Even though we have large projects going on it doesn't usually mean we don't have about five smaller projects going on at the same time. It's usually with the changing of the seasons I start making lists of the "need to do's" and the " Want to-dos" . I also have my separate lists (Did I mention I love to make lists) I make for myself that doesn't require my husband and I can get done myself during the days while he works. Recently working remotely from home has allowed me to check so many things off my list, one major thing stayed and that was the shed.
When we bought the house the shed was in rough shape. We thought about tearing it down and rebuilding but at the same time couldn't afford to lose the storage space because at that time we didn't have the garage so it was a catch-all summer/beach stuff, gardening tools and kids outdoor toys in the winter. So we decided to keep it. We replaced all the rotten trim, installed new shingle siding, and replaced the old three-tab roofing with new architectural shingles. We used two windows that my father in law removed from a job site. It wasn't much but it was night and day to what was originally there. If you're looking straight at the building we removed the small room to the left of the shed. It wasn't built properly and obviously was added later on. We thought it would make for a good spot for our chicken coop since we wanted to utilize the space behind the shed for chickens anyways. To the rear of the shed, someone has built a makeshift wall by piecing together pieces of plywood and using windows with older single pane glass. Most of the windows were broken and need serious attention. One day my husband went to work and I was watering our garden, I took one look at the wall and knew I had to take it down. I know what you're thinking but my husband is used to this, I don't think there is a day he comes home and doesn't ask what I've been up to....that's gotta be a good sign?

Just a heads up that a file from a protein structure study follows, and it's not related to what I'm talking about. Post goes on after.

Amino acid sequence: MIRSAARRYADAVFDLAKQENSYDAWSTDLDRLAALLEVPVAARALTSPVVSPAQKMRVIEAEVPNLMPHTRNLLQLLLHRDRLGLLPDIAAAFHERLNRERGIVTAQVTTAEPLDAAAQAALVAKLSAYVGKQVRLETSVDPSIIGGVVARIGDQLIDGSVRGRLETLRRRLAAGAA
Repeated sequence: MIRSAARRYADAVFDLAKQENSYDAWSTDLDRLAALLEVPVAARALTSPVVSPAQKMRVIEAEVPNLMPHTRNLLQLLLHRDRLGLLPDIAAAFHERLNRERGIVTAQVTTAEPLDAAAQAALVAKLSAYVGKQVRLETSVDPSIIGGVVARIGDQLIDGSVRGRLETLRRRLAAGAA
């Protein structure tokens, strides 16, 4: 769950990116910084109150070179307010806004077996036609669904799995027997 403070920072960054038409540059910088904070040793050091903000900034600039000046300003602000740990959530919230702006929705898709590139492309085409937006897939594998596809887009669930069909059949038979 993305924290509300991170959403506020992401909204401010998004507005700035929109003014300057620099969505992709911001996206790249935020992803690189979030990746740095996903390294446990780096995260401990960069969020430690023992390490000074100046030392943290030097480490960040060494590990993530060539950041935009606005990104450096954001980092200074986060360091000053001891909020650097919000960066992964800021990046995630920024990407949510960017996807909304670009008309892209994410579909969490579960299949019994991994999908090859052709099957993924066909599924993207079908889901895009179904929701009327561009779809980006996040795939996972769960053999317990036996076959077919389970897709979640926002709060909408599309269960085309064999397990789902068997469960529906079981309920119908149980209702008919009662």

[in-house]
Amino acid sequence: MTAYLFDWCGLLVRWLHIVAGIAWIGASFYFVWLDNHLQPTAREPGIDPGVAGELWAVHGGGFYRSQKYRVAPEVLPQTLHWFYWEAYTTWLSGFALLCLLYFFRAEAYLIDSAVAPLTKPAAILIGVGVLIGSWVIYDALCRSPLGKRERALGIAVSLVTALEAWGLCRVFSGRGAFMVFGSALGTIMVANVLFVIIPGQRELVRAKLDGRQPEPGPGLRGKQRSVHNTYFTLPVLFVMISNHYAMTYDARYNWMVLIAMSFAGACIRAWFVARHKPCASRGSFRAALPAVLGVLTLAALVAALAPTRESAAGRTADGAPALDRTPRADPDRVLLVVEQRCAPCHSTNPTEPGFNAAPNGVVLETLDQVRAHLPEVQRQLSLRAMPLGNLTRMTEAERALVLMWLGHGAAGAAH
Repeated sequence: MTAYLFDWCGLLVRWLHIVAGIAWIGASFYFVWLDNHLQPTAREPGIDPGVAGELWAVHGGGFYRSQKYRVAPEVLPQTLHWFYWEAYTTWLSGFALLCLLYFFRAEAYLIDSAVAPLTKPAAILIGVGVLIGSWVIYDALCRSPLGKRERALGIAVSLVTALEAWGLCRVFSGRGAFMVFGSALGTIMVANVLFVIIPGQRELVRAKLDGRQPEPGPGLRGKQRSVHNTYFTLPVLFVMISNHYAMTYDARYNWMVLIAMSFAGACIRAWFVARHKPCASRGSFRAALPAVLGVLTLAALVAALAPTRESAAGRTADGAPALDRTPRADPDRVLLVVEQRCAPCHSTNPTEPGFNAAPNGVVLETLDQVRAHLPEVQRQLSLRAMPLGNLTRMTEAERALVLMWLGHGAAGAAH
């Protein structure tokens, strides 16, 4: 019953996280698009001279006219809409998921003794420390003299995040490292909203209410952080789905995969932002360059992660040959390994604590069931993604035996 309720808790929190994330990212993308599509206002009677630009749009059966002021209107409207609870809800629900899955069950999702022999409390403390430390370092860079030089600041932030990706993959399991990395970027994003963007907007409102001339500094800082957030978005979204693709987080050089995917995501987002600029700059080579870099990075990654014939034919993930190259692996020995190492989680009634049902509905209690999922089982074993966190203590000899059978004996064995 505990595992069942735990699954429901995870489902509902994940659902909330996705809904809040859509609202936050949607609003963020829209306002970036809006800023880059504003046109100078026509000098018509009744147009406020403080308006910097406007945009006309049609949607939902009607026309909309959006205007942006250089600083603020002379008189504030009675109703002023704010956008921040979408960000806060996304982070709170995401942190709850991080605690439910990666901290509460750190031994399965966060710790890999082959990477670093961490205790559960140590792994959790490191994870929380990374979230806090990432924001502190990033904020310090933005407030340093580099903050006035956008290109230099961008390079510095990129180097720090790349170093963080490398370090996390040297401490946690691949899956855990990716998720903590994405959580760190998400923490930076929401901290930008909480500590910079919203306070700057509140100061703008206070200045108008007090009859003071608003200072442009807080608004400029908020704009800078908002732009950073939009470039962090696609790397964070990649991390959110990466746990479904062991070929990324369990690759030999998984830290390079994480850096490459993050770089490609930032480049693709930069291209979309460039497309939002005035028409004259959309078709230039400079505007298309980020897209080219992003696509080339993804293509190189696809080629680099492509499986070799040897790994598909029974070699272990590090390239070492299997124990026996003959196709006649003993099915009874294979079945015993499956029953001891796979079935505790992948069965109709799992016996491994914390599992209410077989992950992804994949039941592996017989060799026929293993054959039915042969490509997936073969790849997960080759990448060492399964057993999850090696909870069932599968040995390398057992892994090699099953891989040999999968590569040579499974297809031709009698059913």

It didn't take me long to get a majority of the walls down. Each tiny piece of plywood was screwed on but luckily was no match for me and my drill. Over the plywood was layers of asphalt roofing that I removed by hand along with the broken windows. When my husband got home from work we used 2 X 4's to brace and support the overhang while we cut out the remaining wall and posts to make way for the new cedar posts.
Once the exterior wall was completely removed we dug down an additional three feet so that the headspace under the overhang was enough a 6-foot man could comfortably walk under without ducking his head. For the new post, we used cedar 4 X 4 posts. They're usually around $25-$30/post depending where you live. I kind of have an obsession with cedar. It fit so well with my modern farmhouse look and light sand and stain and they're good as new.
With the new posts in, we're ready to empty the stuff we had stored underneath and get the rest of it dugout. Next, we will focus on staining the posts and the sidewall on the back of the shed. We are planning on getting goats and chickens so we are looking for something that is "farm proof" I'll let you know what I come up with .
HI, I'm Meagan -aka Meg, I'm here to share what it's like Living, Working & renovating life on Cape Cod . We're making our house a home one renovation at a time. Home wasn’t built in a day, but the journey is half the fun.